FEMA responded to proposals submitted to the European Commission on Research and Development on May 7th 2008, such as NeMiSSIS (Near Miss Accident study) and SAMOTO (Research Coordination) which aims to constitute a pan European platform in which all countries, regions and stakeholders can discuss, share, coordinate and disseminate different initiatives such as policies, standards or just simply best practices. SAMOTO will build this open discussion forum in order to ease this exchange and spread of recognised best practices.

Entry in the 21st Century: future challenges for motorcycling
20 Years ago, in the summer of 1988, 6 motorcyclists gathered in a park. They were concerned about a new proposed regulation that was being discussed somewhere in the EU bureaucracy. They found out they needed to be active in Brussels to defend their rights to keep on riding motorcycles and to defend their lifestyle. After 20 years, FEMA's importance to motorcyclists have not been greater as it strives to fulfill the intensions of its founding fathers, namely to fight for European motorcyclist's rights. FEMA of today is the result of many years of volunteers' commitment and motorcyclists' donations to their respective national representative.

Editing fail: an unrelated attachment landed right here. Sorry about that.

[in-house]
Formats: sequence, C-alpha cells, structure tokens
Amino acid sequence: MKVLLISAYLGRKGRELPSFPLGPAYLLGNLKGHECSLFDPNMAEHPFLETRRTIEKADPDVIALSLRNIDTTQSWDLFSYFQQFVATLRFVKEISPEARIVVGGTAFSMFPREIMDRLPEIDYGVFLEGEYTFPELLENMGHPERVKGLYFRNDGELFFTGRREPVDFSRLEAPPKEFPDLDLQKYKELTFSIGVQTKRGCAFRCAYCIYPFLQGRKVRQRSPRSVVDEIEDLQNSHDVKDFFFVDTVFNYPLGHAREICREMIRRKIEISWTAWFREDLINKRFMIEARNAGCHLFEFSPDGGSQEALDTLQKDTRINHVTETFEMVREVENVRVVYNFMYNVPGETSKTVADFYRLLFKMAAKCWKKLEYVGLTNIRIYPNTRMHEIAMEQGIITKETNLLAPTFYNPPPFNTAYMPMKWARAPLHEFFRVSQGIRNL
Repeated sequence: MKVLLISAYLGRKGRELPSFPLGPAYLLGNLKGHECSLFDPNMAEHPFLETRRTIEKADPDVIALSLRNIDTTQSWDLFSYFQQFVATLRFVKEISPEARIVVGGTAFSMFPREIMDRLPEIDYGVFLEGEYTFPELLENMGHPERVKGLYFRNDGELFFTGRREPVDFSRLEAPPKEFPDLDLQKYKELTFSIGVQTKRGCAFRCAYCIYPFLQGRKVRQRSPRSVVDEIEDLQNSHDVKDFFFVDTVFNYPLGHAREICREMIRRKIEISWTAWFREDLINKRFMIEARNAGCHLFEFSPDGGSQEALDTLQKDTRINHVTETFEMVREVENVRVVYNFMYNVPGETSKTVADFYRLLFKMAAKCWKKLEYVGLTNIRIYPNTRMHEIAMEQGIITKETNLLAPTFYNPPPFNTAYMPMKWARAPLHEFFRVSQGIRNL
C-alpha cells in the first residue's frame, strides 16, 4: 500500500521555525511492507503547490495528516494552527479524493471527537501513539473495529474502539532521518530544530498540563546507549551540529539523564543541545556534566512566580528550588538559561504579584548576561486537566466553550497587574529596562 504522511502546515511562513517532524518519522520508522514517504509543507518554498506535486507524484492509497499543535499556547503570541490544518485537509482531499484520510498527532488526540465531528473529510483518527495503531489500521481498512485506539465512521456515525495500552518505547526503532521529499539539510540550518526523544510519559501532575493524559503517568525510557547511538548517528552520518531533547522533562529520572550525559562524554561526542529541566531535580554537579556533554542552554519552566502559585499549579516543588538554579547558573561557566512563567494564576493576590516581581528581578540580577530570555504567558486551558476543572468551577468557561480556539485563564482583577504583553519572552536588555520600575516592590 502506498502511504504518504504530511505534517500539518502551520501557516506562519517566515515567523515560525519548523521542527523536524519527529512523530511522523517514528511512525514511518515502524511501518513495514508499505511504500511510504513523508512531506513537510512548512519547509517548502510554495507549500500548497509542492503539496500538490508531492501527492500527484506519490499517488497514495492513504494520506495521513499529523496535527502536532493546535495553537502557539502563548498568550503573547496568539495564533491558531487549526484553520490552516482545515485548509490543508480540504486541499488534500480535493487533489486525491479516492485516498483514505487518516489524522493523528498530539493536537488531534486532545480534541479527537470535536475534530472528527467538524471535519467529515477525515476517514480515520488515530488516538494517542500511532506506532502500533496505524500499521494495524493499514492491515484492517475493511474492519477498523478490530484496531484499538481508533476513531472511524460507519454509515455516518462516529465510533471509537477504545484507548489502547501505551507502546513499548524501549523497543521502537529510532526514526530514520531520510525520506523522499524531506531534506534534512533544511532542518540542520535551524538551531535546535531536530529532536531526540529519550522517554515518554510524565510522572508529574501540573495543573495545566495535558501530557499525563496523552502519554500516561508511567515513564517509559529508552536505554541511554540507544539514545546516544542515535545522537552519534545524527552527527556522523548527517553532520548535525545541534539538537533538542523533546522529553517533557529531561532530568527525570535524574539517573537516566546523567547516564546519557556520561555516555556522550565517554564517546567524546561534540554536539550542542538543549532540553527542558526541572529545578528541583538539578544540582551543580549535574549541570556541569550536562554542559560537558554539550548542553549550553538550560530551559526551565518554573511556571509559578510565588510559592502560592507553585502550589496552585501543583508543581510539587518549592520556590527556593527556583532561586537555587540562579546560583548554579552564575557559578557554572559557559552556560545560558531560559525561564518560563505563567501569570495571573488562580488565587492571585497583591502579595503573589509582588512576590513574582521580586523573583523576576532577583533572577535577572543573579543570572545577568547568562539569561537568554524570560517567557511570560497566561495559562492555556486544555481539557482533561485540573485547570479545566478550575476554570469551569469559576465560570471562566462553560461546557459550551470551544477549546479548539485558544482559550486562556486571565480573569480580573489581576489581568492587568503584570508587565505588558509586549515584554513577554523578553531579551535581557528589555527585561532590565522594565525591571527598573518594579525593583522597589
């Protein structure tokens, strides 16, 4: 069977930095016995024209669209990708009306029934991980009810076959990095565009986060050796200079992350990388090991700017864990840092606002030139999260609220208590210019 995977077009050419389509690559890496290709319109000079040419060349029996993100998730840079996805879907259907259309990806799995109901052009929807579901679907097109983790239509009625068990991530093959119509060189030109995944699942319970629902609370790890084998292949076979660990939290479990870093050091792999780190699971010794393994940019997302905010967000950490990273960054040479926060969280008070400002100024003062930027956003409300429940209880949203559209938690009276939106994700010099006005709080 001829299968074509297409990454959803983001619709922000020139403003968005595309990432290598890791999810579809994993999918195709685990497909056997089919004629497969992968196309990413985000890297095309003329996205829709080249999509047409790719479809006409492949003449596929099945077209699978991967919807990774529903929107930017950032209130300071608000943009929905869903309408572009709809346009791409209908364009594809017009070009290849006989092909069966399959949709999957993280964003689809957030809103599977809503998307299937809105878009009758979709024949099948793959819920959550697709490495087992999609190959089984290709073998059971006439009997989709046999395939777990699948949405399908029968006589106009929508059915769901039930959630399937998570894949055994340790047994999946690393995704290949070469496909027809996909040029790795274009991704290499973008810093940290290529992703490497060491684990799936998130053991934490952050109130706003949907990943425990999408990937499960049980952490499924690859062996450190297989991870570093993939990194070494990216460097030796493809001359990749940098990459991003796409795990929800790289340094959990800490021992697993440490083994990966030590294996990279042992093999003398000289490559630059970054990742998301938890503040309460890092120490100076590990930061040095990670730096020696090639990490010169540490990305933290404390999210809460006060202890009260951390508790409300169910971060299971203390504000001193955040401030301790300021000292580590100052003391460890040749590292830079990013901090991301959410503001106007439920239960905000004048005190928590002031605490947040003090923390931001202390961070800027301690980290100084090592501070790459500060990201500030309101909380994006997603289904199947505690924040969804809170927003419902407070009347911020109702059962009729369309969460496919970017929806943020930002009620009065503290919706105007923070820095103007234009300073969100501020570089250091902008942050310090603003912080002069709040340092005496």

FEMA represents the European motorcyclists in a broad range of arenas, as the Federation no longer only operates in Brussels. The voice of the street riding motorcyclist is also heard in e.g. the United Nations, where more and more regulations are voted globally before being translated into European and national legislations. FEMA's voice is heard in the OECD when motorcycle safety is discussed; in CEN (the European Standardization Body) to have standardized protective guardrails for motorcyclists, and in a number of research projects where it bears the voice, expertise and opinion of the European motorcyclist, only to mention but a few recent activities.

The motorcycle community faces challenges that we cannot afford to turn a blind eye to. FEMA will continue to represent the riders of Europe, and to do so in an even more complicated world of policy making, FEMA needs to grow stronger. And the strength of FEMA is, of course, the European rider. The more riders it represents, the stronger it is as a community and a political force. FEMA aims at increasing its strength by being more visible to the riders of Europe, and to better report back its achievements to those who it represents. The issues the Federation needs to deal with in the near future demands the voice of the rider to be heard:

  • Safety: it is very often heard that motorcycling is becoming a more dangerous mean of transport over the years. This is statistically wrong and does not help to improve the real debate over motorcycle safety and counter measures to be promoted. FEMA will work at refocusing the motorcycle safety debate into the right track in order to have appropriate measures taken to REALLY improve motorcycle safety and ensuring it remains an attractive means of transport.